Inspired by a true story.
In 1825, in a remote Irish valley lying between the mountains and Flesk River of Killarney, three women are brought together by strange and troubling events.
Nora Leahy, a widow, has lost her daughter and her husband in the same year and is now burdened with the care of her grandson, Michael. The boy cannot walk or speak, and Nora has kept him hidden from neighbours, who might see in his deformity evidence of supernatural interference. There is rumour that Michael is a changeling, a 'fairy stock', and the cause of the ill luck that swarms the valley.
Down by the river, an old woman known as Nance Roche lives alone, acting as a doctress to the community, a person said to possess knowledge from the Good People that enables her to cure inexplicable ills. With the arrival of a new priest and his determination to cleanse the valley of superstitious practices, the purity of Nance's actions is called into question.
As misfortune begins to befall Nance's patients and her need to assert her importance to the community intensifies, Nora Leahy brings Michael to be cured. The women begin to banish the changeling and restore the healthy child, but as their desperation increases, their folkloric practices become more dangerous - until all their lives are in danger.
©2016 Hannah Kent (P)2016 Bolinda Publishing Pty Ltd
"Kent offers a wealth of engaging detail...always a sign that an author has a deep and sympathetic knowledge of her subject." (The Independent)
"Hannah Kent’s prose is extraordinarily terse and precise." (Thomas Keneally, winner of the Booker Prize)
I was looking forward to reading The Good People as I loved Hannah Kemp's first book, which I also listened to on audible, and I wasn't disappointed. The author is so talented at building a whole different land in your head, and this is really helped along by listening to the mesmerising accent of the reader.
The story is well-crafted, and fascinating, it had me on the lookout for faeries! Sometimes the unfolding of the story seemed repetitive, but it was probably part of the build-up of the tale. I never could have picked the ending.
Hannah Kent I such a fresh and engrossing author, she really gets my brain and my senses humming.
My first ever audio book. Loved the lilting accent and was intrigued by the performance of the narrator though thought the story was drawn out through the middle and rushed and lacked depth at the end. Overall still looked forward to the drive to and from work so I could hear a little more.
I am not much of a reader but this was excellent. You could really imagine being there. The language was great and the writer has obviously done her homework.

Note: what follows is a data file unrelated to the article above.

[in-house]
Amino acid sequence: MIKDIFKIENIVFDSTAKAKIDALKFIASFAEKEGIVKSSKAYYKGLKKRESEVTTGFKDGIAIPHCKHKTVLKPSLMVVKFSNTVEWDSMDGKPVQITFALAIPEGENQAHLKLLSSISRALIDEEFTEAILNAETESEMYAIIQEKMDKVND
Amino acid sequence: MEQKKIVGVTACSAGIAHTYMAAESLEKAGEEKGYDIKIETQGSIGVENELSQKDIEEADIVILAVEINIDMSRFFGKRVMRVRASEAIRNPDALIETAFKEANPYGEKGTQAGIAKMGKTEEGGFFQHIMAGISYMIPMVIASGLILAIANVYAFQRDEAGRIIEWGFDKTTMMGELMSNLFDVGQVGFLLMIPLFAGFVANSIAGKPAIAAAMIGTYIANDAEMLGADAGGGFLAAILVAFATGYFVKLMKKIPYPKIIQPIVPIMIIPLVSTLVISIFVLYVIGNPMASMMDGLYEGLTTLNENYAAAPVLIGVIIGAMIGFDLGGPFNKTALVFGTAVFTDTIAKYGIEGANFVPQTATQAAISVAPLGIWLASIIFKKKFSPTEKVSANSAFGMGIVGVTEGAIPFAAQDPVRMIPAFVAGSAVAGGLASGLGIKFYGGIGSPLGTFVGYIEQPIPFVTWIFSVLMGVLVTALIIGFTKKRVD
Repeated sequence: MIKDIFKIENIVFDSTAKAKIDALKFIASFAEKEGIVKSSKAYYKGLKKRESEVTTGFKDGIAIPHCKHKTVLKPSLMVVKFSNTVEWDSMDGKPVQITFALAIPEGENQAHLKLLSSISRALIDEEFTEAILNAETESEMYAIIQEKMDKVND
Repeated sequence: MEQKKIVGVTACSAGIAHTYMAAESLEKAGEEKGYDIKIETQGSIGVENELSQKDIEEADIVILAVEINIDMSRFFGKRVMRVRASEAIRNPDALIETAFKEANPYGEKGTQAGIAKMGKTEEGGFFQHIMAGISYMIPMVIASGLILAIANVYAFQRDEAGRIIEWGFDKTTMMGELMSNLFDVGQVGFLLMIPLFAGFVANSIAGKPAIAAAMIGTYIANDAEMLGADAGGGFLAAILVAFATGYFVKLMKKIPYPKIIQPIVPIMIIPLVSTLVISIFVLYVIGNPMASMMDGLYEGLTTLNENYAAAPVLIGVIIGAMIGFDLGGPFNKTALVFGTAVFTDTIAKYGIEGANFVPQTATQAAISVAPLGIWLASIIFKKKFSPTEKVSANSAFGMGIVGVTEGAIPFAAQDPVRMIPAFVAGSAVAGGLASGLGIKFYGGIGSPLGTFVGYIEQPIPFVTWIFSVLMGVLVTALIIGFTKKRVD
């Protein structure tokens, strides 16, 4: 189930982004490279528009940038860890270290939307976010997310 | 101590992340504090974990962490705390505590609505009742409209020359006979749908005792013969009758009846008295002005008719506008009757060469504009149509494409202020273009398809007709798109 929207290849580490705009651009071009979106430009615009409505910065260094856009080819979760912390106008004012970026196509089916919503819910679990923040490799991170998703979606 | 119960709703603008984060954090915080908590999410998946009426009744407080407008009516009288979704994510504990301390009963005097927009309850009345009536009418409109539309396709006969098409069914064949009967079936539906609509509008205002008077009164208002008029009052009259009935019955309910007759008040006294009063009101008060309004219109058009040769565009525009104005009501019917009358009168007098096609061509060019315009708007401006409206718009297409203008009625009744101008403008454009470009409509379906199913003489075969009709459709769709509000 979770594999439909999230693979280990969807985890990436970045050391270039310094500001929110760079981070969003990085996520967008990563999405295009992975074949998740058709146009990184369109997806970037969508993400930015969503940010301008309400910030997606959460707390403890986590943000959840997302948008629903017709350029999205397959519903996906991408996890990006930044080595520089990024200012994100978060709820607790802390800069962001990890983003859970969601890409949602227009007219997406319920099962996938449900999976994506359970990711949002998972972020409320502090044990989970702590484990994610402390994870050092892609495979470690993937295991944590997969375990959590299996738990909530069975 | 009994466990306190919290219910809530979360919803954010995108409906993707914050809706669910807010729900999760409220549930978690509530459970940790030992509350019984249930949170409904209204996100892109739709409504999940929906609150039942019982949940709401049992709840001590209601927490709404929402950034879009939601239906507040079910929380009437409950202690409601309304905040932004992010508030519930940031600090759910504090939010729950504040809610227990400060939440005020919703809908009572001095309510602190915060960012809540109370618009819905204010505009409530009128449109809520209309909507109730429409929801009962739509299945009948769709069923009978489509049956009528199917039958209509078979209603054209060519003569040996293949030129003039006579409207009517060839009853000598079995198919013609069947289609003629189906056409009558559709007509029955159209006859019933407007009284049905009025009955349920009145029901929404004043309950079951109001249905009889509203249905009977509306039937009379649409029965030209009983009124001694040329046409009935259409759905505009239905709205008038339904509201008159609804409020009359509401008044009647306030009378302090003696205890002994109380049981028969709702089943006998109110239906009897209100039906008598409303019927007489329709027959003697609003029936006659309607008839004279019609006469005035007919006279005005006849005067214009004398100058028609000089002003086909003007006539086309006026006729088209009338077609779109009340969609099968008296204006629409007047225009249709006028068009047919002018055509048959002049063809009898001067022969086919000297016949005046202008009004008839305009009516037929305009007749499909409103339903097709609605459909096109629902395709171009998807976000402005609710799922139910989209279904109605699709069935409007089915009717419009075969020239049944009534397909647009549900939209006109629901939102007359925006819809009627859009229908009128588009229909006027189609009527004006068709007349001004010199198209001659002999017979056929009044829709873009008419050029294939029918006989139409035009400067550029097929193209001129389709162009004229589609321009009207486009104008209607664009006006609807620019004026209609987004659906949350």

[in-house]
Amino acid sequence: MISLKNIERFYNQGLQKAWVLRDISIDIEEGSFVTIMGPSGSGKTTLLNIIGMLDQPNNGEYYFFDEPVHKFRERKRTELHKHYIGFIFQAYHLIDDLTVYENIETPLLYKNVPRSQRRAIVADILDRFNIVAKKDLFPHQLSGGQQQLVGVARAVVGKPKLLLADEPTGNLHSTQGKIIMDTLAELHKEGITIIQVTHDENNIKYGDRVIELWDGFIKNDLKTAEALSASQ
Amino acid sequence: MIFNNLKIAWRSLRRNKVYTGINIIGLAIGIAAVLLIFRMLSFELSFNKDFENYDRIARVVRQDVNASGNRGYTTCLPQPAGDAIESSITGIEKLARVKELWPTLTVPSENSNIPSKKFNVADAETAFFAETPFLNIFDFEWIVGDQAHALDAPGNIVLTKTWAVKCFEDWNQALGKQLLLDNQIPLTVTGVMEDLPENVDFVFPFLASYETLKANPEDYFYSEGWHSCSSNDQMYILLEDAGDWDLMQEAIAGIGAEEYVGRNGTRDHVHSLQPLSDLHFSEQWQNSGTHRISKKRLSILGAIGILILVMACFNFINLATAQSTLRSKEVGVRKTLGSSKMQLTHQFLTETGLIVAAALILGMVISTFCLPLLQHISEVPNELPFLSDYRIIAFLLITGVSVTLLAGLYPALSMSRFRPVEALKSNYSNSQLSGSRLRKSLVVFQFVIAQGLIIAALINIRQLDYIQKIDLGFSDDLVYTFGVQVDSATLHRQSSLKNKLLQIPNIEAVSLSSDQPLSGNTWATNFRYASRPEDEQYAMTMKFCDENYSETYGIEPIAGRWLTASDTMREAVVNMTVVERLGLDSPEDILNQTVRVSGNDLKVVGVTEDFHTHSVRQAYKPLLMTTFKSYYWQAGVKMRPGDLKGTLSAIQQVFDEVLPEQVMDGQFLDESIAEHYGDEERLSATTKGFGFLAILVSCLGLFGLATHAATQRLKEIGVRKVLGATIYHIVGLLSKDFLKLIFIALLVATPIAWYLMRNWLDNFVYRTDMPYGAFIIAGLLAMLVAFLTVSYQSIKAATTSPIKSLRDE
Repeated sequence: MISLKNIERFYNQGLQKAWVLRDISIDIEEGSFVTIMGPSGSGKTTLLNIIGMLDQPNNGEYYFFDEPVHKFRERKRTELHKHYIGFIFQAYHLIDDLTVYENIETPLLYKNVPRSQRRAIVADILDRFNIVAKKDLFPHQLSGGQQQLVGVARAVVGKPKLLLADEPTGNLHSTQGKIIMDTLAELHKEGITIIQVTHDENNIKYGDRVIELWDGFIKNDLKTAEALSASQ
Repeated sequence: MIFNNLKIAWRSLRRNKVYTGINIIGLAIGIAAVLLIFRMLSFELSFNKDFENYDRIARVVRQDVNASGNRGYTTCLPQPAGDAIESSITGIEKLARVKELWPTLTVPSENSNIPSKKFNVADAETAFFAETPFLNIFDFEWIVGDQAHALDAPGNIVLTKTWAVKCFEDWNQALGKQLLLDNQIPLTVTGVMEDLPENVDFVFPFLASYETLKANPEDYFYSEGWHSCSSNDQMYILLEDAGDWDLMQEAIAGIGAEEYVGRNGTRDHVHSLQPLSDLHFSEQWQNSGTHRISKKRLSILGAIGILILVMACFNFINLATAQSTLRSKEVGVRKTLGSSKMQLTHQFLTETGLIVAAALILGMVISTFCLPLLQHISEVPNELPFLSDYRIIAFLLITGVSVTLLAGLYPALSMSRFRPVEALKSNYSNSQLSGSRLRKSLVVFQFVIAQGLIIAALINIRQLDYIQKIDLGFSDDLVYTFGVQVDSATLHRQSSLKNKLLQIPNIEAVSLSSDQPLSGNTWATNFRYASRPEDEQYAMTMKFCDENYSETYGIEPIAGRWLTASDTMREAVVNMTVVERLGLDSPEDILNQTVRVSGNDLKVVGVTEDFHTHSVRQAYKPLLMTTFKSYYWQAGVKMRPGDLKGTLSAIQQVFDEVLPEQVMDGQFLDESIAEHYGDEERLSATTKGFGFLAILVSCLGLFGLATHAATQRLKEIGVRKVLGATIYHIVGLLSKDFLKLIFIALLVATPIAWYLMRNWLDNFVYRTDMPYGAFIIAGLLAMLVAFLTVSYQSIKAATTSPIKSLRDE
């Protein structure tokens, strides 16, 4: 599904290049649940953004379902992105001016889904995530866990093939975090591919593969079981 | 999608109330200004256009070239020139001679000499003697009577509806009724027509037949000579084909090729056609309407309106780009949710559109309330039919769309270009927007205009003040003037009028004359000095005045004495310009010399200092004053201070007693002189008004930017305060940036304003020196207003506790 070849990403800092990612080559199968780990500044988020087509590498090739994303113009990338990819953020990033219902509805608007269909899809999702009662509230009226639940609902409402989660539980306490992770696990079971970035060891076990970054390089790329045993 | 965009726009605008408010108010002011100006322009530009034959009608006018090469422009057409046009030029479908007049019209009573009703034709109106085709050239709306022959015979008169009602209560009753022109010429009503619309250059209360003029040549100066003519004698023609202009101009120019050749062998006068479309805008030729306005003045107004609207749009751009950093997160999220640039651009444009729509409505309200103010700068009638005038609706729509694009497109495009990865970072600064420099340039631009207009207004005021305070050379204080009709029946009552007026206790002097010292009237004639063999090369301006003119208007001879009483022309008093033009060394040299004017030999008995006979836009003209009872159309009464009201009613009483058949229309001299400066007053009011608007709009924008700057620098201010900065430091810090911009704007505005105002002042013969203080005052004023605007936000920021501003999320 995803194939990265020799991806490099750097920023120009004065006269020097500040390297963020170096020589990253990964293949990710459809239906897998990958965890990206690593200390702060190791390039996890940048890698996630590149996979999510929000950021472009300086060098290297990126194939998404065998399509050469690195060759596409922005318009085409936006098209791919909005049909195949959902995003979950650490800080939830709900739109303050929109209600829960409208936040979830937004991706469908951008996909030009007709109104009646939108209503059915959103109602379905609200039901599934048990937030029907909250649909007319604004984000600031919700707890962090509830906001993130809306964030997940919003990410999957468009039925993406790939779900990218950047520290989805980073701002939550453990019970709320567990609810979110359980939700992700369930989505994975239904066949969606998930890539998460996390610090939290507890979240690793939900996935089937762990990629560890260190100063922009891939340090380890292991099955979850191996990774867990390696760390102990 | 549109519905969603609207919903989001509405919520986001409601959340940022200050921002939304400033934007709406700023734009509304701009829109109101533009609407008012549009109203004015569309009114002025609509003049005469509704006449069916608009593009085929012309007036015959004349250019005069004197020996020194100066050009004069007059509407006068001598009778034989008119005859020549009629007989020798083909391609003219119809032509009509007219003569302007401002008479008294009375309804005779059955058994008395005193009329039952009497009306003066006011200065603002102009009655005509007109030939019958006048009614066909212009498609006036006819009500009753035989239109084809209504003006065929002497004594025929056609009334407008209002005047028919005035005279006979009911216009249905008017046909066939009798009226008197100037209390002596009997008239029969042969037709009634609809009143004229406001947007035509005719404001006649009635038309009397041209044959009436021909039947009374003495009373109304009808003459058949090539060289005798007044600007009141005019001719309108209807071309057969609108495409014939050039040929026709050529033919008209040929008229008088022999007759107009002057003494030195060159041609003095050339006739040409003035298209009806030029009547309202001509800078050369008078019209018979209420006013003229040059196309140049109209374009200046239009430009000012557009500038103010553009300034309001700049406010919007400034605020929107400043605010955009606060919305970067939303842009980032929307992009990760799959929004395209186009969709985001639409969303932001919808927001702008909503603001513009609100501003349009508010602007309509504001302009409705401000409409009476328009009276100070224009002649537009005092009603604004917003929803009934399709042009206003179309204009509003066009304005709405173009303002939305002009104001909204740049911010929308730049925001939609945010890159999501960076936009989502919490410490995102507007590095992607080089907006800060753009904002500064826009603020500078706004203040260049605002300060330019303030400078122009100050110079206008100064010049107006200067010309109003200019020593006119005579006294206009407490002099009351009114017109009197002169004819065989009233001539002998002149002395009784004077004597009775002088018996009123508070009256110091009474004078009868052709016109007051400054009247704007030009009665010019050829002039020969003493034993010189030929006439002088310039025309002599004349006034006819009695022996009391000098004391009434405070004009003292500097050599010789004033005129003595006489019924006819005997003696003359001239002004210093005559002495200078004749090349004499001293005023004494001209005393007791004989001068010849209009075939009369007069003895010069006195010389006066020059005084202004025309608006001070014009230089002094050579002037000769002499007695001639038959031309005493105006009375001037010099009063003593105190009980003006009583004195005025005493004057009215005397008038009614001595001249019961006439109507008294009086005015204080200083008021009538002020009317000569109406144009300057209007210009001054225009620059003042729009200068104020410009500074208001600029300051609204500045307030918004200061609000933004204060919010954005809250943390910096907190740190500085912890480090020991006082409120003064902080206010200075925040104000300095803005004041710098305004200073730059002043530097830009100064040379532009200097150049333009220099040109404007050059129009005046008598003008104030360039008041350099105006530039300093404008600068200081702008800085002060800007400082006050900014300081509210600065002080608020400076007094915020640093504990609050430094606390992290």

A good read ..... or listen.
Caroline's reading of Hannah's story transported me to middle Ireland in the early 1800's. While horrified at the doings of Nance and Nora, I was there with them... I understood their rationale and the raw ignorant emotion and beliefs and expectations of the situation.
I had not considered that on the "eve" of enlightenment there would be a period in enclaves and hidden valleys and hamlets throughout the world really, where old habits and superstitions would die hard, a time when ignorance butted up against more progressive thoughts in a day to day manner. A time when traditions had to make way for a more educated life. Of course there was that time.. when education was not wide spread. Where very few people read and yet lived and died and worked. I had just not considered it as a reality.
Caroline made the characters real to me, likeable and unlikable. Her accents were, to an Australian ear perfect. I was there in every scene, observing, feeling, sensing, smelling, living and shivering too.
For me there was a deep sadness but also understanding. It was a difficult time to live, a hard and harsh time. I was somehow able to imagine just how life might have been for my great great grandmother in Killarney back then. It was very sobering .
I haven't read the print version, but adored the audio. I'll be buying the print book as a memento and gift for others.
Brilliant writing, fantastic characterisation, resonances for today - subtle, thought provoking about the power of ancient beliefs.
I loved them all - Caroline's performance was brilliant.
Ancient magic, a fairy child, the women who believe, and those who don't ...
I just loved this book. Hannah Kent is a superb writer, and the audio was compelling and brilliantly performed.
I found this book depressing - the main characters could never catch a break.
Narrator was great - accents were great, the content really dragged this rating down. She used the same words over and over and over again - I ended up having dreams of the damm words in the foreign accent and it wasn't pleasant.
Just let someone have a decent life!? I realise that times were rough in those days but did everyone have to be ground down to their worst common denominator?
Find another book.
Beautifully delivered. I have never heard of this author but have already purchased her previous book and can't wait to start it. The author's words in a lovely Irish lilt put you right in that valley where you can almost see the faeries and feel the heartbreak and hardship of the inhabitants.
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